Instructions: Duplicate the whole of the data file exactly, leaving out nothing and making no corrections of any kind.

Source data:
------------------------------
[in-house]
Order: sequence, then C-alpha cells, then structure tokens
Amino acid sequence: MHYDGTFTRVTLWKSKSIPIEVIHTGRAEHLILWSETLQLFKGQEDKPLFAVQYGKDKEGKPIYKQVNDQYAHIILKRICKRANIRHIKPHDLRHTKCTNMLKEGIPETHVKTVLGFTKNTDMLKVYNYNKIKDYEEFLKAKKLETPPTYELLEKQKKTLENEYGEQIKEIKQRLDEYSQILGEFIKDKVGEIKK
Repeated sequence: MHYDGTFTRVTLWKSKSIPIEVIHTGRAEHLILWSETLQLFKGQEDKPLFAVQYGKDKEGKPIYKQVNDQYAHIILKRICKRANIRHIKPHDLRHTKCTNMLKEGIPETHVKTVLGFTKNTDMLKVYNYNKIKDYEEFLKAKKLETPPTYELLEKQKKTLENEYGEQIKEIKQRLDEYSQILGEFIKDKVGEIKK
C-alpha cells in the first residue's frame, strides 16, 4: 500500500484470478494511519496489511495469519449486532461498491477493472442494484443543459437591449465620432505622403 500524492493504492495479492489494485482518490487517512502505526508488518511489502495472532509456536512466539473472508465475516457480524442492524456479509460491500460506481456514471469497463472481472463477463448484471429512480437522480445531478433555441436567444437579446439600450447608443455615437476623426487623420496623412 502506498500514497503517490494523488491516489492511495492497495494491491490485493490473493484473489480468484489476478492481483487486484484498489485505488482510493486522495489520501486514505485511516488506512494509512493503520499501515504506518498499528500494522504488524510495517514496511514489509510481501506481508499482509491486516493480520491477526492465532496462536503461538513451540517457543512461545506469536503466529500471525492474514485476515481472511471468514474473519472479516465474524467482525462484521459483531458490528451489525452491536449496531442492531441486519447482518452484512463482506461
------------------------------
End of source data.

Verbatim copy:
[in-house]
Order: sequence, then C-alpha cells, then structure tokens
Amino acid sequence: MHYDGTFTRVTLWKSKSIPIEVIHTGRAEHLILWSETLQLFKGQEDKPLFAVQYGKDKEGKPIYKQVNDQYAHIILKRICKRANIRHIKPHDLRHTKCTNMLKEGIPETHVKTVLGFTKNTDMLKVYNYNKIKDYEEFLKAKKLETPPTYELLEKQKKTLENEYGEQIKEIKQRLDEYSQILGEFIKDKVGEIKK
Repeated sequence: MHYDGTFTRVTLWKSKSIPIEVIHTGRAEHLILWSETLQLFKGQEDKPLFAVQYGKDKEGKPIYKQVNDQYAHIILKRICKRANIRHIKPHDLRHTKCTNMLKEGIPETHVKTVLGFTKNTDMLKVYNYNKIKDYEEFLKAKKLETPPTYELLEKQKKTLENEYGEQIKEIKQRLDEYSQILGEFIKDKVGEIKK
C-alpha cells in the first residue's frame, strides 16, 4: 500500500484470478494511519496489511495469519449486532461498491477493472442494484443543459437591449465620432505622403 500524492493504492495479492489494485482518490487517512502505526508488518511489502495472532509456536512466539473472508465475516457480524442492524456479509460491500460506481456514471469497463472481472463477463448484471429512480437522480445531478433555441436567444437579446439600450447608443455615437476623426487623420496623412 502506498500514497503517490494523488491516489492511495492497495494491491490485493490473493484473489480468484489476478492481483487486484484498489485505488482510493486522495489520501486514505485511516488506512494509512493503520499501515504506518498499528500494522504488524510495517514496511514489509510481501506481508499482509491486516493480520491477526492465532496462536503461538513451540517457543512461545506469536503466529500471525492474514485476515481472511471468514474473519472479516465474524467482525462484521459483531458490528451489525452491536449496531442492531441486519447482518452484512463482506461